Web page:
ANTAL JAKAB was the leading Hungarian Catholic bishop in Romania during the last decade of the Ceausescu dictatorship. Despite the almost obligatory contributions demanded of all prominent Romanian citizens to the increasingly absurd cult of personality surrounding Nicolae Ceausescu, Jakab was almost the only church leader to avoid making an embarrassing declaration of loyalty to the Communist dictator.
Jakab was born in 1909 and ordained priest in 1934 after studies in Alba Iulia and Rome. When northern Transylvania was split off from Romania in 1941 he became secretary of the general vicariate, before being appointed professor of canon law and ethics at the theological academy in Cluj.
Romania's new post-war Communist rulers immediately began persecuting the churches. Bishop Aron Marton of Alba Iulia was imprisoned in 1949. The temporary administrator of the diocese was in turn imprisoned and Jakab was secretly chosen to take over. But no sooner had he revealed his new role to his priests than he too was arrested. He spent the next 13 years in prisons and on forced labour in a lead mine.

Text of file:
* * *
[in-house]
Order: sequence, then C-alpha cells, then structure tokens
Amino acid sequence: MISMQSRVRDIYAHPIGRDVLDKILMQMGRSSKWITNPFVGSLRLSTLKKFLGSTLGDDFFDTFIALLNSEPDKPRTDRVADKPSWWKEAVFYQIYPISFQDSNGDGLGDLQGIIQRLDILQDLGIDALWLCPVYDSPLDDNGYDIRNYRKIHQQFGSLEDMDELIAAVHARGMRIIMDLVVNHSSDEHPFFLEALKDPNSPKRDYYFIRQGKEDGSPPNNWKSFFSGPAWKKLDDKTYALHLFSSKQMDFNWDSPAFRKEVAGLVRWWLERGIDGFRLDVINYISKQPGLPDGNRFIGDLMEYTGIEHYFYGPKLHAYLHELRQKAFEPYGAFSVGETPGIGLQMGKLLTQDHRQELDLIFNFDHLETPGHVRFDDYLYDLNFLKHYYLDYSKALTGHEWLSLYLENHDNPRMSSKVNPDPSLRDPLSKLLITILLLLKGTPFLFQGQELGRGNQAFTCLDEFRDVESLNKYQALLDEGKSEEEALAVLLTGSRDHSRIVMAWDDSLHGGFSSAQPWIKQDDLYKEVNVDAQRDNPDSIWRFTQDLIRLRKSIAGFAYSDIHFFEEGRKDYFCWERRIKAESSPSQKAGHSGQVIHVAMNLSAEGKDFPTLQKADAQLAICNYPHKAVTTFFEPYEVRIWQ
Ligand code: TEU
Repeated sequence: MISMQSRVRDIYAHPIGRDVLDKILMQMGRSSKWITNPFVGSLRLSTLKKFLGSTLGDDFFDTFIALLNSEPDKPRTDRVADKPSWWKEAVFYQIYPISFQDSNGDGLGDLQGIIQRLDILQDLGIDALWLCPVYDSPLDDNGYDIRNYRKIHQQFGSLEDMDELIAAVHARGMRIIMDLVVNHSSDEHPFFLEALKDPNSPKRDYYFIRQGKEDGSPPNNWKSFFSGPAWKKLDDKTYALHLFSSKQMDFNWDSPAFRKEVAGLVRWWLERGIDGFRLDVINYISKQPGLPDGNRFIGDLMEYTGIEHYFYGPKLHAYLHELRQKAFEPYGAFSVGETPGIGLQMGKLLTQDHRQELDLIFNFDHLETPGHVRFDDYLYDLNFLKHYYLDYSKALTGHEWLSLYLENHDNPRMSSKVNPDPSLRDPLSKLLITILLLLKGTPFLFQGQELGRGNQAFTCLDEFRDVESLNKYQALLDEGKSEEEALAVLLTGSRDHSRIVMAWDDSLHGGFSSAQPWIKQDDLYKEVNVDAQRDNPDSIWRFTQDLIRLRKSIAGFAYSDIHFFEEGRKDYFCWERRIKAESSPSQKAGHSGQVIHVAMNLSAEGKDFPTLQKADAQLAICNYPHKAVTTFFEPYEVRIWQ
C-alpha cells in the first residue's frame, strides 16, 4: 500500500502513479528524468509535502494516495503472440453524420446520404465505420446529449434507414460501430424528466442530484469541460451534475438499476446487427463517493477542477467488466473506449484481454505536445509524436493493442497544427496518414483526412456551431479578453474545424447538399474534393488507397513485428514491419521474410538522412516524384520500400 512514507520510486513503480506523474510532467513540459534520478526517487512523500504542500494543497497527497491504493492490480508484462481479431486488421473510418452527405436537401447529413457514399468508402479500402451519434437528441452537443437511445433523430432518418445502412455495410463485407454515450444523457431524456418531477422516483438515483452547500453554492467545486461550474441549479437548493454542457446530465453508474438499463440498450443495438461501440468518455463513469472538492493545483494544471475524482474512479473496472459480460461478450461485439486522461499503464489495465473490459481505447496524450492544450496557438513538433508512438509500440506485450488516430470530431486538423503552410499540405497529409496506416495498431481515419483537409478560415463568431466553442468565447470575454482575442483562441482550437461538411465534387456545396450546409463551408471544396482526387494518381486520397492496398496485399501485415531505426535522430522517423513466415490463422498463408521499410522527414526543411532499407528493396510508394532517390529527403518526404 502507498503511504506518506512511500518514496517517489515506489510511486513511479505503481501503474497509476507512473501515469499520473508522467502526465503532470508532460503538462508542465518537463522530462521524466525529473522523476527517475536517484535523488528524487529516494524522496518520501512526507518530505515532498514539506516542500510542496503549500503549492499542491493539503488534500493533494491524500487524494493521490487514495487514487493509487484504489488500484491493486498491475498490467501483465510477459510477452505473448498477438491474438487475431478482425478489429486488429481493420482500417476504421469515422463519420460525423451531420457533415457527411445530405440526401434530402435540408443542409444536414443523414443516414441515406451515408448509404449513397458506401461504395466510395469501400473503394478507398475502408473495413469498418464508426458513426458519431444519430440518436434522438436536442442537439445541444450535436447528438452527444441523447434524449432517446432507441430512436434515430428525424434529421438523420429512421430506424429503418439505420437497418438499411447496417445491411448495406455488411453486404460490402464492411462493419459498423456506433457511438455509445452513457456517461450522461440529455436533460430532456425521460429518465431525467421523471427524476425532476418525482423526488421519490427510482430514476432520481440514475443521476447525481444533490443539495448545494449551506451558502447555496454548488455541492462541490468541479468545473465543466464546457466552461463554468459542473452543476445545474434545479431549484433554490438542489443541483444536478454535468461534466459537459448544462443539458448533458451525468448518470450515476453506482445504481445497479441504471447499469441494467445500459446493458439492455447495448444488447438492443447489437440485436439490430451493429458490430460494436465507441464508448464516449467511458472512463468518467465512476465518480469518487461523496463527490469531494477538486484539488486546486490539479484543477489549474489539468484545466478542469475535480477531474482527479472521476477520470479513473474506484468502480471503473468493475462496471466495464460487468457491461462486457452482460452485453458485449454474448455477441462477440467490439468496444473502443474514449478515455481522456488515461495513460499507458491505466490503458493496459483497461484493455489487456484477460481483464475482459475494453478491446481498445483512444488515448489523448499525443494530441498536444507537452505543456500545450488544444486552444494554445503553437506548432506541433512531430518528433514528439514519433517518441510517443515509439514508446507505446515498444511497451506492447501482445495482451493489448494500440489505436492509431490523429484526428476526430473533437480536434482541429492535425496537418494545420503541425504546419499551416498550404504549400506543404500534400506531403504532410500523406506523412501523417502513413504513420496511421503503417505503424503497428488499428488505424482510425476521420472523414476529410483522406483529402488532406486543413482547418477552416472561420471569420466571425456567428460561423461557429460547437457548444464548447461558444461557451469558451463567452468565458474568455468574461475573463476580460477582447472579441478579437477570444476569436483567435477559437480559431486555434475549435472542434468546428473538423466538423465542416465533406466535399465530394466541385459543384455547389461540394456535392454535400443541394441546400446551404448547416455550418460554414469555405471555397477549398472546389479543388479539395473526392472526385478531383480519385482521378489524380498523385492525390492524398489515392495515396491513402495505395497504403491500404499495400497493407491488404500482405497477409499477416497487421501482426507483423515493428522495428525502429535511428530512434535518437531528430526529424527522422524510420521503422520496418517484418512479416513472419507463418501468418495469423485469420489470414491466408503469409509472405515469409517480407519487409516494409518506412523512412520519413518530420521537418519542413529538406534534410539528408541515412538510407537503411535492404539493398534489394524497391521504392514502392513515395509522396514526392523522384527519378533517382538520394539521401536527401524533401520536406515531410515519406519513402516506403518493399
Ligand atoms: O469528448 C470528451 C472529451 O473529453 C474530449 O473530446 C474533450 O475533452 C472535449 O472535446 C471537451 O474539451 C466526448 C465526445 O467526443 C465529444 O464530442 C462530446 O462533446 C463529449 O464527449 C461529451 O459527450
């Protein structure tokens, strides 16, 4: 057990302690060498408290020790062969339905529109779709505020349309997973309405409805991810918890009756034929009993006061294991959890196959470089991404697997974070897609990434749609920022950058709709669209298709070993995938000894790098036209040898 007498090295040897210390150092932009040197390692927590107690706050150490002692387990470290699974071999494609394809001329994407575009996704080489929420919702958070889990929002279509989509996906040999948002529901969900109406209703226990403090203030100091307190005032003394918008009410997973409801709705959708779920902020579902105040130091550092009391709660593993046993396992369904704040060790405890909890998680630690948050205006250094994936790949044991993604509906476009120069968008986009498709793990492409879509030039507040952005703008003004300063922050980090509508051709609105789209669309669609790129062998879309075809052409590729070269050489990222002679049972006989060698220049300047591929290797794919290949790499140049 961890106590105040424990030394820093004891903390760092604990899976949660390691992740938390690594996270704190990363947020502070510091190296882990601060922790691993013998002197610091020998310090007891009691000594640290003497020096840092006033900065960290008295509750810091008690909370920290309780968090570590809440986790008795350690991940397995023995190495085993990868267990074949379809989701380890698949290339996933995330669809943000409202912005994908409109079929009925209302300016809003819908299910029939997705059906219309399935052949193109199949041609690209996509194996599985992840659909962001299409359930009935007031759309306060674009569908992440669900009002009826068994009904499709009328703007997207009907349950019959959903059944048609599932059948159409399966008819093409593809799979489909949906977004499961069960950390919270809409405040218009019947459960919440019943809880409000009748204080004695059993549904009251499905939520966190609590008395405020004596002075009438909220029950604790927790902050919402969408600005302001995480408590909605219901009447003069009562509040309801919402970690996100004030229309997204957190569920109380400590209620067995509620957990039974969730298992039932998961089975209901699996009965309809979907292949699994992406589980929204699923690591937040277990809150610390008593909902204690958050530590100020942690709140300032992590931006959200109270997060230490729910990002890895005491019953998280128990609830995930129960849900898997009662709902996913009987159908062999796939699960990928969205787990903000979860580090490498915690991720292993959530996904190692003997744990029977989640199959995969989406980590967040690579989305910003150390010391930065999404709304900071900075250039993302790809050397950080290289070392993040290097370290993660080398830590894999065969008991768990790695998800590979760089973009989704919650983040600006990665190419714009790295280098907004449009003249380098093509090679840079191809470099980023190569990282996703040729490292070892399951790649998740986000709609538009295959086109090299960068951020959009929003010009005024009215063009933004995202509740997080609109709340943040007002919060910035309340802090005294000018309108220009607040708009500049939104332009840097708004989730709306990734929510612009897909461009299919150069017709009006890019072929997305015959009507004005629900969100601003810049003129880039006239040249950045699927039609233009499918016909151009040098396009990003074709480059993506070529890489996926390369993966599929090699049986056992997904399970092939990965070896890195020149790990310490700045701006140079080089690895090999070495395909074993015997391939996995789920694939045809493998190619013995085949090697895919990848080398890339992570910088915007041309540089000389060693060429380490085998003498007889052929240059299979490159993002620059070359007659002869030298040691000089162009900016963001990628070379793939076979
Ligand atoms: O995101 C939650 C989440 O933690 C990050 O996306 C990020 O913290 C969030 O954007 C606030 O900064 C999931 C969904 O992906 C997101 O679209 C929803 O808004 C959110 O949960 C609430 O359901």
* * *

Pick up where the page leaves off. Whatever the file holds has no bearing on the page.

He was freed in 1964 and worked as a parish priest. After a long battle he was also allowed to resume his teaching in Cluj. In 1971 he was named co- adjutor bishop of Alba Iulia, with the right to succeed Bishop Marton. He was consecrated the following year in Rome. When Marton died in 1980 he had the difficult task of following in his revered predecessor's footsteps. His was a constant battle with the Communist state, especially over restrictions on entry to the Alba Iulia seminary. His repeated interviews with the Ministry of Cults in Bucharest, he later declared, were more gruelling than the interrogations after his arrest. Already in poor health, he finally retired in March 1990 after the fall of the Ceausescu regime, and was replaced by the assistant bishop.
As leading representative of the Hungarian-speaking church when the Hungarian minority in Transylvania was coming under growing pressure from the government's Romanianisation policies, Jakab faced a difficult task.
Though he lacked the strong character and charisma of his predecessor, he nevertheless preserved the Catholic identity in Transylvania as best he could in Ceausescu's increasingly repressive final decade.